Linguine Scallops with Lemon Cream

Why do so many cultures dine on fish for dinner on New Year’s Eve? Some say because fish prefigure prosperity (their scales resemble coins and they travel in multitudes called schools); also that they swim only in a forward direction. Scallops and caviar aren’t fish like that, although one is countless and the other resembles a stack of coins. So, at this year’s end, go for the gold with this elegant preparation. Any number of dry, off-dry or sparkling white wines, crisp with acidity and refreshing in character, would do nicely with this preparation’s elements of fat, salt and acidity.

Linguine with “caviar”-dappled scallops in lemon cream

Cook 1 pound linguine in a stockpot of boiling salted water until al dente; drain. Meanwhile, season 2 pounds “dry” sea scallops with salt and pepper. Heat 1 tablespoon butter in a skillet over medium-high heat. Add scallops, in batches if necessary. Sear scallops, turning once, 2 minutes per side. Remove scallops from pan; keep warm. Deglaze skillet with 1 cup dry white wine; cook until wine is reduced by half. Stir in 1/4 cup cream; reduce heat to low. Add grated zest of half a lemon and the scallops. Cook until flavors come together, 4 minutes. Toss pasta with sauce; serve, with a dollop of salmon roe. Makes: 4 servings

2017 Château Allegret Entre-Deaux-Mers Bordeaux $9.99

Blended from Sauvignon Blanc and Semillon, Chateau Allégret has created one of the best expressions of the Entre-Deux-Mers region. Apple and apricot flavors with a touch of bright grapefruit give this wine a ripe freshness and well-balanced acidity. Bone dry, crisp, firm quality, lots of minerality, and a long satisfying finish.

Château Carbonneau “Life of Carbonneau” Sparkling Wine Methode Traditionelle $24.99/F&F $19.99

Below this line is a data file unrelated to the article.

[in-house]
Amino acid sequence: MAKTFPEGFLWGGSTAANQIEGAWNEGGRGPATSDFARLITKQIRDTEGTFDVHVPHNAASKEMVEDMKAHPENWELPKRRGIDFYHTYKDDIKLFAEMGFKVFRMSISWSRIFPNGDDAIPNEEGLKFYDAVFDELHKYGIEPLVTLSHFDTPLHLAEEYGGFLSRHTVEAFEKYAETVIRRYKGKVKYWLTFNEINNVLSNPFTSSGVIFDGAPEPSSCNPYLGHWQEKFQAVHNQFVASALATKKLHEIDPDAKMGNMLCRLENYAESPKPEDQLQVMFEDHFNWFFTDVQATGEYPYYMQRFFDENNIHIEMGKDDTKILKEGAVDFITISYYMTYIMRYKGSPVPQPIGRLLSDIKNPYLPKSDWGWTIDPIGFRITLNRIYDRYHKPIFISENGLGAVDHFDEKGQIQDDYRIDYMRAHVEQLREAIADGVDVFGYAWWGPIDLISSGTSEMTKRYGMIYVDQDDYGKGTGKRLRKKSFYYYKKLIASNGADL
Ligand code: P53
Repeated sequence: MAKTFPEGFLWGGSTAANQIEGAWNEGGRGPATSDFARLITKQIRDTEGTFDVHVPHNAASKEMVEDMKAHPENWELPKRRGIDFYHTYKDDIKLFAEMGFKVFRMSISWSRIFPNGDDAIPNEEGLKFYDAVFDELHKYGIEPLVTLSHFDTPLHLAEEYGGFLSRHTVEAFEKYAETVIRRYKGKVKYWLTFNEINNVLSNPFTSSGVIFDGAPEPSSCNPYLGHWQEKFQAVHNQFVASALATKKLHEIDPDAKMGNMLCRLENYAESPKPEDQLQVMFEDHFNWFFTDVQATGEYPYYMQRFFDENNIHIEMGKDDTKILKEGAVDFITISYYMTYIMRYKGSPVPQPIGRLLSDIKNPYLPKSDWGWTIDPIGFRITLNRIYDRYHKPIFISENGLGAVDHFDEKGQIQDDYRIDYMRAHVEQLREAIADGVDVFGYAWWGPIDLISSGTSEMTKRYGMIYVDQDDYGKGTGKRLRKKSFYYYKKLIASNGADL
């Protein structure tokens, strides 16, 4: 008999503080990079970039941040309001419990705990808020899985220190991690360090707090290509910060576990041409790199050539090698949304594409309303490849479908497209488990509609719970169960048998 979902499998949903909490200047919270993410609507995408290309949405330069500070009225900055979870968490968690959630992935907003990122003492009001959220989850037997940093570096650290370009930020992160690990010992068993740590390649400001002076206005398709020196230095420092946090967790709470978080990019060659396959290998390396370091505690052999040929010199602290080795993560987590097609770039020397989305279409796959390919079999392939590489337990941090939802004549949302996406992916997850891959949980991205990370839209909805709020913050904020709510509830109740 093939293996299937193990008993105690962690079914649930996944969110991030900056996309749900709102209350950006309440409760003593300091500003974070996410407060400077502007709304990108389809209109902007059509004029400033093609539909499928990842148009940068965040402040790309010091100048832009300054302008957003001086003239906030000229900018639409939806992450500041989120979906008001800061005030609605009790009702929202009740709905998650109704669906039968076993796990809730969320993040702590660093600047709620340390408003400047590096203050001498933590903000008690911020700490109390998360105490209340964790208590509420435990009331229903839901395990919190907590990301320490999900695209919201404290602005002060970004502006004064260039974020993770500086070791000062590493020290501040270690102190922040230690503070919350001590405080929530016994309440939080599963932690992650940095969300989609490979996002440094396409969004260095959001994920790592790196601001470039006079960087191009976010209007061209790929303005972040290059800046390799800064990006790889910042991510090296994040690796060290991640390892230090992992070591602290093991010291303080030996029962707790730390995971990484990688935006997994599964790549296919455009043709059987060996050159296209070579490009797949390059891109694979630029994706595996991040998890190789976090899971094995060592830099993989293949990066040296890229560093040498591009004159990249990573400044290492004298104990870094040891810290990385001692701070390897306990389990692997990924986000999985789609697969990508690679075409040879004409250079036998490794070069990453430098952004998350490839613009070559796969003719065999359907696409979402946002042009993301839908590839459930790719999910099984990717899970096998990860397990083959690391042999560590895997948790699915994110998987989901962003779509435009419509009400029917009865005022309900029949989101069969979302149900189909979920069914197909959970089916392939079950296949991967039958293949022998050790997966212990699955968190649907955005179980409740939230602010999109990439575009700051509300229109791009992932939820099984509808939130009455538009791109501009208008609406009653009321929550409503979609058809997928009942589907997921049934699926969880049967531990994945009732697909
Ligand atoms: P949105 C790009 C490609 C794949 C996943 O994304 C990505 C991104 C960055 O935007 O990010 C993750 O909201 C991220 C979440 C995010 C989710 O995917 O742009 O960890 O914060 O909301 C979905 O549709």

Low alcohol (just 10.5 percent) makes this “Champagne method” French bubbly eminently quaffable. You won’t find sparklers from France this inviting on both the palate and out of the wallet.

2016 Jean Biecher Riesling Alsace, France $12.99

Folk from Alsace know a thing or two about wine with food because there’s a Michelin starred restaurant every three meters. And this is not a riesling your gran would recognize: there’s hardly a whisper of sugar. It’s a fish wine; it’s dry.

By | 2020-09-28T21:59:58+00:00 January 8th, 2019|

About the Author:

Marczyk Fine Wines has Bill St John and other wine lovers to thank for our blog. Wine and food facts and falsehoods, delicious recipes, Denver liquor history, and "the best wines you never heard of" explained, all in one nifty place. This is the Denver wine store you're looking for. Bill is a Denver native and for 40 years, a teacher and writer on food and food & wine, including The Denver Post; Rocky Mountain News; Chicago Tribune; Wine & Spirits magazine; KCNC-TV Channel 4; and others. He also writes for Marczyk Fine Foods too.